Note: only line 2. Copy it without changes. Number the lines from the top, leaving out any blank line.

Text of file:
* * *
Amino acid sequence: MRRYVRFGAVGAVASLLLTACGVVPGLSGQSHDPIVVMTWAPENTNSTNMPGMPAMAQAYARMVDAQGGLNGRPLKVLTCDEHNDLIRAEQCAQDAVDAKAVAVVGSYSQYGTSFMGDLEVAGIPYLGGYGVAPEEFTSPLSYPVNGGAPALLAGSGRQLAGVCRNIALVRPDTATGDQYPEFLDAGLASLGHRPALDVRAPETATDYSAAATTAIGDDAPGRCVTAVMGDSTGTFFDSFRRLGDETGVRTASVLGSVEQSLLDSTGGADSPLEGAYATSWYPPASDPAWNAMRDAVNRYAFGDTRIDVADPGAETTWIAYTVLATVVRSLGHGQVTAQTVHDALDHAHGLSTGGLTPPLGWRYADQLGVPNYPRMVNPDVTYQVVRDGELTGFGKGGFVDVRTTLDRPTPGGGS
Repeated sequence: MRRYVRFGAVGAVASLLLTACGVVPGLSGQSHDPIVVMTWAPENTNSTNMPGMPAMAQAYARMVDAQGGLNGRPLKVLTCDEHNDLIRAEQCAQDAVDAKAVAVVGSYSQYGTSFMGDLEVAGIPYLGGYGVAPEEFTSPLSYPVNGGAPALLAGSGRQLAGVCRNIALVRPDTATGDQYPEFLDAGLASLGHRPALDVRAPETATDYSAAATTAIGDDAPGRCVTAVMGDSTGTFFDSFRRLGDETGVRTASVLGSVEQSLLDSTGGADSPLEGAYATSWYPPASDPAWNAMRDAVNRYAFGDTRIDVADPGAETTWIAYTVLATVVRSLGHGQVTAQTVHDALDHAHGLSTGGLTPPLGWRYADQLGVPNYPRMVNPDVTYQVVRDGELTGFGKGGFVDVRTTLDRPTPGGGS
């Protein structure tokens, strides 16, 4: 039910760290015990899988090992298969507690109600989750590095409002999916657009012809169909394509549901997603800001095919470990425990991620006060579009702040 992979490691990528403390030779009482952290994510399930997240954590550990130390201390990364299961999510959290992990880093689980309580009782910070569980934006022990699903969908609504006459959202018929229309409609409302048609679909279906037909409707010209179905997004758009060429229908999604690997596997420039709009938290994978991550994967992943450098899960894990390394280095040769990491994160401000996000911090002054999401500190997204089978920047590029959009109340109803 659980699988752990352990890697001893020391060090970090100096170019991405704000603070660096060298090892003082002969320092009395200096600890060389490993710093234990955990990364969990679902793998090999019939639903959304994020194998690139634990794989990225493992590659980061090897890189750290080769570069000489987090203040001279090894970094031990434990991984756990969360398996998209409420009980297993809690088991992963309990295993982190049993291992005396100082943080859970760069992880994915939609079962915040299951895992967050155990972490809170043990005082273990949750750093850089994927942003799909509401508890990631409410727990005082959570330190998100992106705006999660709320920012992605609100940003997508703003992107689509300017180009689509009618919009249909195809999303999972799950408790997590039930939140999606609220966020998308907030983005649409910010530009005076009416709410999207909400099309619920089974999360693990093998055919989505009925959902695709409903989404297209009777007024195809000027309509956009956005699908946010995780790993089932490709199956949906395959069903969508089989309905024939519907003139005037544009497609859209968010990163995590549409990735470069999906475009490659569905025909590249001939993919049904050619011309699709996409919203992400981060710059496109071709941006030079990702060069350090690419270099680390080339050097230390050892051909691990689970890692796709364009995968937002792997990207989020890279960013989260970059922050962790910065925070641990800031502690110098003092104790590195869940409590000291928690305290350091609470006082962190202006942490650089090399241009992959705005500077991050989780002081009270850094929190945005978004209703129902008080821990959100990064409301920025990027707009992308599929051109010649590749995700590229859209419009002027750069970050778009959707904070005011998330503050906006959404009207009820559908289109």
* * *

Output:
Repeated sequence: MRRYVRFGAVGAVASLLLTACGVVPGLSGQSHDPIVVMTWAPENTNSTNMPGMPAMAQAYARMVDAQGGLNGRPLKVLTCDEHNDLIRAEQCAQDAVDAKAVAVVGSYSQYGTSFMGDLEVAGIPYLGGYGVAPEEFTSPLSYPVNGGAPALLAGSGRQLAGVCRNIALVRPDTATGDQYPEFLDAGLASLGHRPALDVRAPETATDYSAAATTAIGDDAPGRCVTAVMGDSTGTFFDSFRRLGDETGVRTASVLGSVEQSLLDSTGGADSPLEGAYATSWYPPASDPAWNAMRDAVNRYAFGDTRIDVADPGAETTWIAYTVLATVVRSLGHGQVTAQTVHDALDHAHGLSTGGLTPPLGWRYADQLGVPNYPRMVNPDVTYQVVRDGELTGFGKGGFVDVRTTLDRPTPGGGS